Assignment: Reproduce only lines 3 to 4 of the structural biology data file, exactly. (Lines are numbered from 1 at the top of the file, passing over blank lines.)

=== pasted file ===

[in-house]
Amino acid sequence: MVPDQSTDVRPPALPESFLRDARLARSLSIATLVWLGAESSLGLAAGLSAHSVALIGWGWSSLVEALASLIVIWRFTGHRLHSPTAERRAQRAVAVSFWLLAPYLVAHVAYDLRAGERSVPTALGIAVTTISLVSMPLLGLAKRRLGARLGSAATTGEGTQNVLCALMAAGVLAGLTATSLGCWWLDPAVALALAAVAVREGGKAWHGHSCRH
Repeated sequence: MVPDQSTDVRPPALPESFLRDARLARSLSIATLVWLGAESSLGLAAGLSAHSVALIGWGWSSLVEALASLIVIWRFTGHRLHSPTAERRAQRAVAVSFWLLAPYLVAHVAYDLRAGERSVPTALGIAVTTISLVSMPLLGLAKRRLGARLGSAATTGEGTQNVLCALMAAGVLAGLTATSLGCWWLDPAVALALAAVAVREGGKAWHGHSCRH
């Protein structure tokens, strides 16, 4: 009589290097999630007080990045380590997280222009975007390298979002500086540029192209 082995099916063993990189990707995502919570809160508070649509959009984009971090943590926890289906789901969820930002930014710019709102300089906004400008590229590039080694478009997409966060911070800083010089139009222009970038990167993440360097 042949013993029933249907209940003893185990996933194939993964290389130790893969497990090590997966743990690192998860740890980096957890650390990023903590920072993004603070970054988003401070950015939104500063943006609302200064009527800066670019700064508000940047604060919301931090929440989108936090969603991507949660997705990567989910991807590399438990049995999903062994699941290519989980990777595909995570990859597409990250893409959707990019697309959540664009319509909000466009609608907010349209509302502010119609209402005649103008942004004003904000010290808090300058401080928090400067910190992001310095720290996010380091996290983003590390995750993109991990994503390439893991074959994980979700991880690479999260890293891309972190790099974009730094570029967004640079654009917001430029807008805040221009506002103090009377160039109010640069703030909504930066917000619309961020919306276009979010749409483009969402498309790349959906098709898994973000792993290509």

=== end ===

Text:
Repeated sequence: MVPDQSTDVRPPALPESFLRDARLARSLSIATLVWLGAESSLGLAAGLSAHSVALIGWGWSSLVEALASLIVIWRFTGHRLHSPTAERRAQRAVAVSFWLLAPYLVAHVAYDLRAGERSVPTALGIAVTTISLVSMPLLGLAKRRLGARLGSAATTGEGTQNVLCALMAAGVLAGLTATSLGCWWLDPAVALALAAVAVREGGKAWHGHSCRH
């Protein structure tokens, strides 16, 4: 009589290097999630007080990045380590997280222009975007390298979002500086540029192209 082995099916063993990189990707995502919570809160508070649509959009984009971090943590926890289906789901969820930002930014710019709102300089906004400008590229590039080694478009997409966060911070800083010089139009222009970038990167993440360097 042949013993029933249907209940003893185990996933194939993964290389130790893969497990090590997966743990690192998860740890980096957890650390990023903590920072993004603070970054988003401070950015939104500063943006609302200064009527800066670019700064508000940047604060919301931090929440989108936090969603991507949660997705990567989910991807590399438990049995999903062994699941290519989980990777595909995570990859597409990250893409959707990019697309959540664009319509909000466009609608907010349209509302502010119609209402005649103008942004004003904000010290808090300058401080928090400067910190992001310095720290996010380091996290983003590390995750993109991990994503390439893991074959994980979700991880690479999260890293891309972190790099974009730094570029967004640079654009917001430029807008805040221009506002103090009377160039109010640069703030909504930066917000619309961020919306276009979010749409483009969402498309790349959906098709898994973000792993290509």